The June Manoeuvres

An Uhlan uniform, third man from right (navy blue), WWI. From here.

"Dr. Hasselbacher sat facing him wearing an old pickelhaube helmet, a breastplate, boots, white gloves, what could only be the ancient uniform of a Uhlan. His eyes were closed and he seemed to be asleep. He was wearing a sword, and he looked like an extra in a film-studio. Wormold tapped on the window. Dr. Hasselbacher opened his eyes and stared straight at him.


The doctor opened the window and let Wormold in. He found that he was in the doctor's bedroom. A big wardrobe stood open and two white suits hung there like the last teeth in an old mouth. Hasselbacher began to take off his gloves. 'Have you been to a fancy-dress dance, Hasselbacher?'

Dr. Hasselbacher said in a shamed voice, 'You wouldn't understand.' He began piece by piece to rid himself of the paraphernalia--first the gloves, then the helmet, the breastplate, in which Wormold and the furnishings of the room were reflected and distorted like figures in a hall of mirrors. 'Why did you come back? Why didn't you ring the bell?'" (138-9)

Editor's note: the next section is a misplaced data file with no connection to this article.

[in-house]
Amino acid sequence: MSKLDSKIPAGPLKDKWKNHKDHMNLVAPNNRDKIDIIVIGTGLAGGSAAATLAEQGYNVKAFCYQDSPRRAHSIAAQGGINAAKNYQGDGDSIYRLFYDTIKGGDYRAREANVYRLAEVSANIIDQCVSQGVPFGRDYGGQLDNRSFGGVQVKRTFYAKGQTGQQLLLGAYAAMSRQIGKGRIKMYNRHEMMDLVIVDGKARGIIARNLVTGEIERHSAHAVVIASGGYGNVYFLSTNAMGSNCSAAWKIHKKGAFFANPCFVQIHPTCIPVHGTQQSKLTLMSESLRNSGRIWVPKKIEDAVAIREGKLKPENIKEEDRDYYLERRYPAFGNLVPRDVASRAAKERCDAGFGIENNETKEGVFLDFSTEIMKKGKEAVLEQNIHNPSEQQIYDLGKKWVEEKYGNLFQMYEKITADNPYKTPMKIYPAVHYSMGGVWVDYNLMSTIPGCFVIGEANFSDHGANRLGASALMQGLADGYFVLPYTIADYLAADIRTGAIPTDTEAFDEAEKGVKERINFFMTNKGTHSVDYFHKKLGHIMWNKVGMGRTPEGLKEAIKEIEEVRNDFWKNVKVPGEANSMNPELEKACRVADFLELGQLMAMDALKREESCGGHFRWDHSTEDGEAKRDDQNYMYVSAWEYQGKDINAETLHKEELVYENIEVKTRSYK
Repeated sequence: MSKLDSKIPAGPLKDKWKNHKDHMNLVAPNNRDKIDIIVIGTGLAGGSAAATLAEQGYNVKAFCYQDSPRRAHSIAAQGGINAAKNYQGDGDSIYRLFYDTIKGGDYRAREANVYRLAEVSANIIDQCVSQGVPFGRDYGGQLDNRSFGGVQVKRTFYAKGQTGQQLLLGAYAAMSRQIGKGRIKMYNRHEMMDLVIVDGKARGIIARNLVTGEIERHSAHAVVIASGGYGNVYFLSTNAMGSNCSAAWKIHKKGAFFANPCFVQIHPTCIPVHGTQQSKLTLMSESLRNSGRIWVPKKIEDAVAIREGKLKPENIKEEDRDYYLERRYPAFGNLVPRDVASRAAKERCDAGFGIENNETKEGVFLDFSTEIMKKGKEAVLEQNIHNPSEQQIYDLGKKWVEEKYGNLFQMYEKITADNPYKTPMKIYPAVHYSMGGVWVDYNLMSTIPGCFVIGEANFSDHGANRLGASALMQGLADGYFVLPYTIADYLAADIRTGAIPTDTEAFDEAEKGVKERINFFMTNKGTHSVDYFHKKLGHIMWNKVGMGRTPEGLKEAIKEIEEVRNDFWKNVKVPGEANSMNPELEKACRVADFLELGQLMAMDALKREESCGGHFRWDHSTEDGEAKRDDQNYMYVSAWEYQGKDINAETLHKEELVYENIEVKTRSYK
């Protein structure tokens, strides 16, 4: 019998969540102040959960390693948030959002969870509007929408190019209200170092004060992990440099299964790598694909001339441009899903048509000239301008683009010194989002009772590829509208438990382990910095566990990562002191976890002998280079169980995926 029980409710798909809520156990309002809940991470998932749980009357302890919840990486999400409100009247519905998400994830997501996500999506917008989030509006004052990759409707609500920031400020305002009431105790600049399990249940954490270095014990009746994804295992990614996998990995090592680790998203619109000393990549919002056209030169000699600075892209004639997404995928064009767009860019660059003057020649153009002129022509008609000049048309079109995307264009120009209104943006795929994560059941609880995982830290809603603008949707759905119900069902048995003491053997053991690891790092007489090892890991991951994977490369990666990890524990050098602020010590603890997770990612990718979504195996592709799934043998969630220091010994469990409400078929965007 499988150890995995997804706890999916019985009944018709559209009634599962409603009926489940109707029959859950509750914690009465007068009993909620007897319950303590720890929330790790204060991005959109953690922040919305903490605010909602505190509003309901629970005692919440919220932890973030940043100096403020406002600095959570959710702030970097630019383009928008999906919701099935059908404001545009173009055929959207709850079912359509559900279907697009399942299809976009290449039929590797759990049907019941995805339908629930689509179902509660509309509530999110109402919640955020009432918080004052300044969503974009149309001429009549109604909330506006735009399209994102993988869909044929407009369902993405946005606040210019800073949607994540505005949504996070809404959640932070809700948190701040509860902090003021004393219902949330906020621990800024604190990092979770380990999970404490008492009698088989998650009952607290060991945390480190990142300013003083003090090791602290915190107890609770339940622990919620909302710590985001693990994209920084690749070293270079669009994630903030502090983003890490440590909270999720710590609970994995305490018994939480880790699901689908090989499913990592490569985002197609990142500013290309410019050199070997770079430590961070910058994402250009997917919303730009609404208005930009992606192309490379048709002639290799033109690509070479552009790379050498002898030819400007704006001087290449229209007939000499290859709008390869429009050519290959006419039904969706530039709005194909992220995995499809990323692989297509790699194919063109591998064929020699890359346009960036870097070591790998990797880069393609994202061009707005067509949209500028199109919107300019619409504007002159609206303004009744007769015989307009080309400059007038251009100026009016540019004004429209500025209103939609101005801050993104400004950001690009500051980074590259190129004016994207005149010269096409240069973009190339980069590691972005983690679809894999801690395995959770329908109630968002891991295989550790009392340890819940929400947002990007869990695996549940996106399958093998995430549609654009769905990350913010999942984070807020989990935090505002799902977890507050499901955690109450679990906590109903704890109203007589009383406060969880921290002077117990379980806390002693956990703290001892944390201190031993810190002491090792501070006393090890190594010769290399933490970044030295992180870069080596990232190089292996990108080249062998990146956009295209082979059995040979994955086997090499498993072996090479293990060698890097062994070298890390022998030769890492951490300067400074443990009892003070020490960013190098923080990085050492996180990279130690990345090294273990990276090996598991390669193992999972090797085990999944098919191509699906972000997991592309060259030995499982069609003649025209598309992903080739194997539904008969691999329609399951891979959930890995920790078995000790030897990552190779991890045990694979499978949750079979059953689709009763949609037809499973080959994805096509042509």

Greene, Graham. Our Man in Havana. London: Penguin Books Ltd., 1958.

Generational misunderstanding and the pangs of nostalgia. Hasselbacher must have brought the uniform all the way to Havana--still tries it on after 45 years. "It was all so those days," he suggests to Our Man Wormold, who has never been in service.